Two Fourth Circuit decisions are instructive on this question: Paroline v. Unisys *917 Corp., 879 F.2d 100 (4th Cir.1989), vacated on other grounds, 900 F.2d 27 (4th Cir.1990), and Birkbeck v. Marvel Lighting Corp., 30 F.3d 507 (4th Cir.), cert. denied, ___ U.S. ___, 115 S. Ct. 666, 130 L. Ed. 2d 600 (1994). In Paroline, plaintiff asserted Title VII sexual harassment and constructive discharge claims against her employer, Unisys Corporation ("Unisys"), and against Edgar L. Moore, a Unisys employee. The court noted that Paroline could pursue her claims against Moore only if he was her "employer" within the meaning of Title VII. Finding that genuine issues of material fact precluded summary judgment on this question, the Fourth Circuit stated: "An individual qualifies as an `employer' under Title VII if he or she serves in a supervisory position and exercises significant control over the plaintiff's hiring, firing or conditions of employment." Paroline, 879 F.2d at 104. Thus, Paroline recognized that individual capacity suits may be brought under Title VII.

Five years later, the Fourth Circuit decided Birkbeck. In Birkbeck, two former employees sued their employer, Marvel Lighting Corporation, and its vice-president, Bruce Fennessey, alleging that they were laid off in violation of the Age Discrimination in Employment Act ("ADEA"). The Fourth Circuit began by noting that "[a]s an initial matter, we must decide whether Fennessey is a proper defendant in this action." Birkbeck, 30 F.3d at 510. This determination required the court to analyze whether Fennessey was an "employer" as defined by the ADEA. The relevant ADEA provision closely parallels § 2000e(b); it defines "employer" as "a person engaged in an industry affecting commerce who has twenty or more employees ... [and] also means (1) any agent of such a person...." 29 U.S.C. § 630(b) (1985). Noting that a few courts have seized on the use of the word "agent" and have found individual liability under the ADEA, the court rejected this approach. Instead, it relied on Title VII cases from other Circuits and held that plaintiff's suit could not be maintained against Fennessey. It stated:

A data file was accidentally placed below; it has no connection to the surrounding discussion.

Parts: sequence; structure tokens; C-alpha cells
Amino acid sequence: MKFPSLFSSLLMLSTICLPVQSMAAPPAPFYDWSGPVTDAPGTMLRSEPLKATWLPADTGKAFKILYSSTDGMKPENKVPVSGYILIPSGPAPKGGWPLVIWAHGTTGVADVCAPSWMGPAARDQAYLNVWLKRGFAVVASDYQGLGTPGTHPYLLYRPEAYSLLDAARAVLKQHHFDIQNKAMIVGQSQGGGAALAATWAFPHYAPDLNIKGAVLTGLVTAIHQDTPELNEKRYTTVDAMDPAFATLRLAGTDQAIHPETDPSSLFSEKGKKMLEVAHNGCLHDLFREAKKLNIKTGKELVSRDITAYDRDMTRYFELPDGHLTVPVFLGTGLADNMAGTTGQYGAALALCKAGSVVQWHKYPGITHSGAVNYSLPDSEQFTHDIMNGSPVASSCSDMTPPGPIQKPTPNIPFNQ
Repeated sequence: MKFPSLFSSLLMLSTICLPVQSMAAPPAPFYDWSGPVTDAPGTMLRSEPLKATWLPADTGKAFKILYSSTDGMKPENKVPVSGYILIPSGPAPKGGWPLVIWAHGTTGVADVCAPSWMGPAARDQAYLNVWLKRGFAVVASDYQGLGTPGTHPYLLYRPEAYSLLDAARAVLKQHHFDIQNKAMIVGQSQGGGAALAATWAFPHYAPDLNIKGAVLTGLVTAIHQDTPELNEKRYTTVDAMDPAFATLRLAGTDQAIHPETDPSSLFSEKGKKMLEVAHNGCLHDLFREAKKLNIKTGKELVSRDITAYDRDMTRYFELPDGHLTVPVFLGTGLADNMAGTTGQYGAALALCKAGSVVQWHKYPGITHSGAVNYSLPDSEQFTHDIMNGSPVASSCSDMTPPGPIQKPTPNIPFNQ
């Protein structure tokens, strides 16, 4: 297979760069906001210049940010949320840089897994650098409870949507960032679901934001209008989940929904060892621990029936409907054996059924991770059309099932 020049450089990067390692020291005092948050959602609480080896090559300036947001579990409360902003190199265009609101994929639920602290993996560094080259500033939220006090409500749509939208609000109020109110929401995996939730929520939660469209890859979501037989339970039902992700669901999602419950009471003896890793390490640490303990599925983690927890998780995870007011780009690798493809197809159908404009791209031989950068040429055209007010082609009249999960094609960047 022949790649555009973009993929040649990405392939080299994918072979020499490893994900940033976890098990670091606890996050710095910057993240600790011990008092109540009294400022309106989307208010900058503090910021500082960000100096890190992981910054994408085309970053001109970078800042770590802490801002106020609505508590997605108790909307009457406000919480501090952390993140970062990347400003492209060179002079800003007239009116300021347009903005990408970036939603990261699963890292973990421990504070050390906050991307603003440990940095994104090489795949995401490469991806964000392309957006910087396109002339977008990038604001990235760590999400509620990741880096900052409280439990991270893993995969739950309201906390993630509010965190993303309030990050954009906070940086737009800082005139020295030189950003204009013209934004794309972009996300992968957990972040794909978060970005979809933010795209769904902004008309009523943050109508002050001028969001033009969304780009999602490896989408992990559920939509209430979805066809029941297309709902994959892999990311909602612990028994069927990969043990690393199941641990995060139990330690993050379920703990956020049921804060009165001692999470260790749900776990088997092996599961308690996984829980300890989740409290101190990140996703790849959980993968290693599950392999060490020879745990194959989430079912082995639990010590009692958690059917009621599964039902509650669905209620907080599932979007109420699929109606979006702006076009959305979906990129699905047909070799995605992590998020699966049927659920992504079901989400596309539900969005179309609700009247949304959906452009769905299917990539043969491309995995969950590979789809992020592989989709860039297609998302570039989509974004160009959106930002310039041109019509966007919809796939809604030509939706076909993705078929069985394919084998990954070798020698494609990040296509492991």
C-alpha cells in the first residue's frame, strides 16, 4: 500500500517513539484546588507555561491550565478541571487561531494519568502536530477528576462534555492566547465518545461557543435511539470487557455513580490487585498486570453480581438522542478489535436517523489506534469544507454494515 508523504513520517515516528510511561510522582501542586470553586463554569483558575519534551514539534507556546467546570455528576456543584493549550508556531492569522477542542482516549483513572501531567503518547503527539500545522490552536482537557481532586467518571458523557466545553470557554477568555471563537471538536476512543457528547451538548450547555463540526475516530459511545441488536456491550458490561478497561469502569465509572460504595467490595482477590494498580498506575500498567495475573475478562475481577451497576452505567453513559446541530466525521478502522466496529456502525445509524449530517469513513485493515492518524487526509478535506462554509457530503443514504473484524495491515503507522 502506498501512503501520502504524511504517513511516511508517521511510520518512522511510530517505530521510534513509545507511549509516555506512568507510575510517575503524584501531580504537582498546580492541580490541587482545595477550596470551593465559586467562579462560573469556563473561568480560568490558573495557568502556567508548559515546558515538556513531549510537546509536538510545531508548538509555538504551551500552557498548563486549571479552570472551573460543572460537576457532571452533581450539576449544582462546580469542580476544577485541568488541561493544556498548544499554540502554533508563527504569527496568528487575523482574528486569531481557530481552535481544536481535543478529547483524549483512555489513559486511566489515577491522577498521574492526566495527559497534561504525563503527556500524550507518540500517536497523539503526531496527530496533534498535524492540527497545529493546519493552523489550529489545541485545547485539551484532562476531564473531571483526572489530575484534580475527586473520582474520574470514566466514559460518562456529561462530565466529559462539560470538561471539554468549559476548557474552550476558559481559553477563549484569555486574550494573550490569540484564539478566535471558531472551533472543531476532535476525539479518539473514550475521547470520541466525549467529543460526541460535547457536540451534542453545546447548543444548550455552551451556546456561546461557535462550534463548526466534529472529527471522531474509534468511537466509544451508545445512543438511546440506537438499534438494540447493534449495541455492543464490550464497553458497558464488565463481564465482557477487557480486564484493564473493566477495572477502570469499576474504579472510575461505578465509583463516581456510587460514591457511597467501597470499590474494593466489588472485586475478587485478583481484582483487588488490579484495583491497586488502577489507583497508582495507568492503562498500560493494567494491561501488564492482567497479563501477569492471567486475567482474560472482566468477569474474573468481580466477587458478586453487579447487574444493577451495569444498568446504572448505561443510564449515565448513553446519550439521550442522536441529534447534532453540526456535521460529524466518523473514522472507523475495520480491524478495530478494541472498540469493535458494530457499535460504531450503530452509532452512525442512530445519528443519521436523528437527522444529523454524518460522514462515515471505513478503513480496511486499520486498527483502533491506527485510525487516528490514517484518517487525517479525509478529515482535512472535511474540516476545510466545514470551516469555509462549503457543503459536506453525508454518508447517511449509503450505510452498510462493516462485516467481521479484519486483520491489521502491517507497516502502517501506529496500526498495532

The purpose of this provision [§ 630(b) ] can only be to reduce the burden of the ADEA on small businesses. Given this evident limitation, it would be incongruous to hold that the ADEA does not apply to the owner of a business employing, for example, ten people, but that it does apply with full force to a person who supervises the same number of workers in a company employing twenty or more. Such personal liability would place a heavy burden on those who routinely make personnel decisions for enterprises employing twenty or more persons, and we do not read the statute as imposing it. Instead, we read § 630(b) as an unremarkable expression of respondeat superior that discriminatory personnel actions taken by an employer's agent may create liability for the employer. Employer liability ensures that no employee can violate the civil rights laws with impunity, a safeguard that has proven sufficient with respect to Title VII, the ADEA's closest statutory kin. See Harvey v. Blake, 913 F.2d 226, 227-28 (5th Cir. 1990) (holding that the similar provisions in Title VII, 42 U.S.C. § 2000e(b), mean that individuals acting as employer "agents" will be liable in their official capacities only); Padway v. Palches, 665 F.2d 965, 968 (9th Cir.1982) (same). We therefore hold that the ADEA limits civil liability to the employer and that Fennessey, as a Marvel employee, is not a proper defendant in this case.